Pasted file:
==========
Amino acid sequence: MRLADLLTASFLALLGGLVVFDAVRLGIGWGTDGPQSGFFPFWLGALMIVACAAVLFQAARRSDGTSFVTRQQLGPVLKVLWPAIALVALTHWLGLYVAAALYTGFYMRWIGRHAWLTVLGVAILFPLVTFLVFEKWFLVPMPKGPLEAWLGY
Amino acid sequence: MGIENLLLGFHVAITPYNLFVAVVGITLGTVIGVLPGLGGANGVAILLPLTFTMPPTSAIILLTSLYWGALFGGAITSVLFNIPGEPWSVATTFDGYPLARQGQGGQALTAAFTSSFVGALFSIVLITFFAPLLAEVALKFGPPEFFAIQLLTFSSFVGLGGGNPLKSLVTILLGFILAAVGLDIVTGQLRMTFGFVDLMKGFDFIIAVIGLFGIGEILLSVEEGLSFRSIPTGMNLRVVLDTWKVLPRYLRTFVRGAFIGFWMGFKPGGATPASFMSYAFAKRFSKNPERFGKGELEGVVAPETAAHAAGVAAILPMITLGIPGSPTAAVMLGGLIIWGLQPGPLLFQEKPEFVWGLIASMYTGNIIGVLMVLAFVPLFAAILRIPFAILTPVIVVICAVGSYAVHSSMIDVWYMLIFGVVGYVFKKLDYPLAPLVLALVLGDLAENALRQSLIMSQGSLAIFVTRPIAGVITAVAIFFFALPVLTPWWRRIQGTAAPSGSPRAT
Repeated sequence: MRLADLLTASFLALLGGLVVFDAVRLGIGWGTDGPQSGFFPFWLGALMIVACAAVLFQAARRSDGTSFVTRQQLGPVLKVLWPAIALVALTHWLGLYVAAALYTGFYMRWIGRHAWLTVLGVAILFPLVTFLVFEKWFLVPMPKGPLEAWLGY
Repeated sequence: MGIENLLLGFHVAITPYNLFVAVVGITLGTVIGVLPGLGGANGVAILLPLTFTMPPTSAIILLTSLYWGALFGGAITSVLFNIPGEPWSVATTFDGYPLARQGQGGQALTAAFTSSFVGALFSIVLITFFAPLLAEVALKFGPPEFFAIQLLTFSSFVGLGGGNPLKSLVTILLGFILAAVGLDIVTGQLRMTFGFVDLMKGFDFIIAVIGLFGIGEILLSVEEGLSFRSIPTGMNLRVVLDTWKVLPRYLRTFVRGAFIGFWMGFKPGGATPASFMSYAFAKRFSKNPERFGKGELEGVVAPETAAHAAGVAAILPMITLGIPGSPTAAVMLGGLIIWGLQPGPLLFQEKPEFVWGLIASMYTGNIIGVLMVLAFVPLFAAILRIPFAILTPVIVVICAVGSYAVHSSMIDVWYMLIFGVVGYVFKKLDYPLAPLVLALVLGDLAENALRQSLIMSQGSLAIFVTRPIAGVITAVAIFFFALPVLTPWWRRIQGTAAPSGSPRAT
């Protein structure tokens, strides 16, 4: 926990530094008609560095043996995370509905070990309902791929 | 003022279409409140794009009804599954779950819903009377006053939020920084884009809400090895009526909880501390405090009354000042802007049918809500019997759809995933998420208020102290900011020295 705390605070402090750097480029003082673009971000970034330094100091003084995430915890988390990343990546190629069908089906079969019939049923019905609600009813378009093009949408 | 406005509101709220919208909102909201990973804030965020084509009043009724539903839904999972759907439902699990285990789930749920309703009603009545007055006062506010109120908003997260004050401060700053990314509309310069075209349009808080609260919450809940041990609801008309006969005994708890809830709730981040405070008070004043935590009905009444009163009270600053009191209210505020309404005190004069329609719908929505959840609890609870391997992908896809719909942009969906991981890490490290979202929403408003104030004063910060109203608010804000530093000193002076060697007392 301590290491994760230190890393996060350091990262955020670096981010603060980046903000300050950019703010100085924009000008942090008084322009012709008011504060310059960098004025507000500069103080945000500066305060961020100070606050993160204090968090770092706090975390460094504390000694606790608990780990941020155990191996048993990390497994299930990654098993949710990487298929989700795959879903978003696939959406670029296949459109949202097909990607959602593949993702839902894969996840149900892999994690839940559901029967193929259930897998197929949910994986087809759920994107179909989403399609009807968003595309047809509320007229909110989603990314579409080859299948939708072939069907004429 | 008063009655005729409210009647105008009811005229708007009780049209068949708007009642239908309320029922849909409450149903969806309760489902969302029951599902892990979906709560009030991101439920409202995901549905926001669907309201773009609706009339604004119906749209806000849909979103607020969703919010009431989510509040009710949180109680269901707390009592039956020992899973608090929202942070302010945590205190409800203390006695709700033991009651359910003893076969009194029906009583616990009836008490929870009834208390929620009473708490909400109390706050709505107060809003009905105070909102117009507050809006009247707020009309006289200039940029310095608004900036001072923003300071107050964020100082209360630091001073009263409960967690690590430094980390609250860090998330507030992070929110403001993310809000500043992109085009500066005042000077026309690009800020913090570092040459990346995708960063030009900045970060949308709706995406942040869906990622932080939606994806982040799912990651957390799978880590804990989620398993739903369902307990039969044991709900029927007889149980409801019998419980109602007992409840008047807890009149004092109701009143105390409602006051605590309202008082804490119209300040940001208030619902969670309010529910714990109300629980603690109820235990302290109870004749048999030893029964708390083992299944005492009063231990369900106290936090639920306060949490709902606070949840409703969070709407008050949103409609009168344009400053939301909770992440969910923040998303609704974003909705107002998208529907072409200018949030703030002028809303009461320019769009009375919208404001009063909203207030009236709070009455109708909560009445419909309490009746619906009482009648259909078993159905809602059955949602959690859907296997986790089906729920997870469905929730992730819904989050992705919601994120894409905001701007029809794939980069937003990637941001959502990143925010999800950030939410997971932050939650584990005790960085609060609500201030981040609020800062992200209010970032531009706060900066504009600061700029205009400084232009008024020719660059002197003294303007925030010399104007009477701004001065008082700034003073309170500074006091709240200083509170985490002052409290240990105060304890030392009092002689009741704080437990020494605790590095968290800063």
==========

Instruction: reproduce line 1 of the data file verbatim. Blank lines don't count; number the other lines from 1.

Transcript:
Amino acid sequence: MRLADLLTASFLALLGGLVVFDAVRLGIGWGTDGPQSGFFPFWLGALMIVACAAVLFQAARRSDGTSFVTRQQLGPVLKVLWPAIALVALTHWLGLYVAAALYTGFYMRWIGRHAWLTVLGVAILFPLVTFLVFEKWFLVPMPKGPLEAWLGY